Investors should not expect the bull market to return too soon, says Axa Investment Management, as U...
Investors should not expect the bull market to return too soon, says Axa Investment Management, as UK equities are likely to decrease in value again next year.
Senior investment strategist Nigel Richardson predicts the equity bubble will not totally burst, however there is some concern that investors will see fleeting rallies in the UK and US markets as an indicator of upside potential.
Richardson says he believes shares may now have returned to "fair value. But cooling housing price inflation and slowing consumer spending are likely to reflect true confidence in the equity markets as corporate earnings will have little positive news to offer given the global economic slowdown.
"Looking ahead, we think that the bubble will begin to deflate, rather than burst. As the effect of previous aggressive monetary easing begins to wane, house-price inflation will cool, mortgage equity withdrawal will diminish and consumer spending will decelerate in 2003," says Richardson.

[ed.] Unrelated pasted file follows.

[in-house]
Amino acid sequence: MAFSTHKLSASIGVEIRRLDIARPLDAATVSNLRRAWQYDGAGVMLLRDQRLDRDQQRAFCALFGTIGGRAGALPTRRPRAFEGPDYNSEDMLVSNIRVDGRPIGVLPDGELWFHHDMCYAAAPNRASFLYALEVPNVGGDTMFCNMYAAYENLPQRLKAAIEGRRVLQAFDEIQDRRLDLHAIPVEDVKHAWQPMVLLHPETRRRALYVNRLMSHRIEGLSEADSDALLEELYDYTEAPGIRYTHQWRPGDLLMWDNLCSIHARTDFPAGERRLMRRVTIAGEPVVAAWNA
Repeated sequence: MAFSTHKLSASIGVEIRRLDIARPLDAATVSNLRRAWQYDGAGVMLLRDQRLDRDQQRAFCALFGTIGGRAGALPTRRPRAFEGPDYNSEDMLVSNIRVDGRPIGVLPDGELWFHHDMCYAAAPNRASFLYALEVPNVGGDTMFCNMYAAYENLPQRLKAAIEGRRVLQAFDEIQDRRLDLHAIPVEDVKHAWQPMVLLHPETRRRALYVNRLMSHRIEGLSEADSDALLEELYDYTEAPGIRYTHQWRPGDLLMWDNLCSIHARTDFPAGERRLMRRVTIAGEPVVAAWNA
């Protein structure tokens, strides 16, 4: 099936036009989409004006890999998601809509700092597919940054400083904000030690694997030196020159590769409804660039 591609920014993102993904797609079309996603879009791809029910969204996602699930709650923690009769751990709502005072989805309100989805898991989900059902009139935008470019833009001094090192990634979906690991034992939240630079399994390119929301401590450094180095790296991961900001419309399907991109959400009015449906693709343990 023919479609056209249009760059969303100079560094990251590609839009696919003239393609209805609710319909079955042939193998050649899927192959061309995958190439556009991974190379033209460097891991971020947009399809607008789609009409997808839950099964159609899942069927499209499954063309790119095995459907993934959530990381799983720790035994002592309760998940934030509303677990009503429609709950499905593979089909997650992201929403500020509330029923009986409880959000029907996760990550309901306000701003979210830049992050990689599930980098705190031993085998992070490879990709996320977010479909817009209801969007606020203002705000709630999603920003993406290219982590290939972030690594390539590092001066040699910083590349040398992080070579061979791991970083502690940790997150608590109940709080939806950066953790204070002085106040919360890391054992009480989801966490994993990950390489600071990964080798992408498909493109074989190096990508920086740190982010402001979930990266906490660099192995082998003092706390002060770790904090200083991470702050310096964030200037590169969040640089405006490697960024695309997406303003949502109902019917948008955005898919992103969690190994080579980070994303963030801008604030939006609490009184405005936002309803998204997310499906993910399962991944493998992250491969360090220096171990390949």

"Equities may have reached fair value and have modest near-term upside potential. We think that UK and US equities have now probably returned to fair value and the recent resilience of equities in the face of poor economic news suggests that investors believe this to be the case. Although equities may face some near-term upside, it would be a mistake to start thinking in terms of a renewed bull market. The past twenty years' bull run was the exception, rather than the norm, and equities are likely to trade in a broad range around their established fair values. As for bonds, yields have dipped below their likely long-term level and will rise modestly in the year ahead," continues Richardson.
Emergence of Axa's comments on the global economy and trading seem to reflect a changing mood among fund managers, as Henderson Global Investors last week said it believed the FTSE 100 index would be fairly valued at around 3600 to 3700 points.
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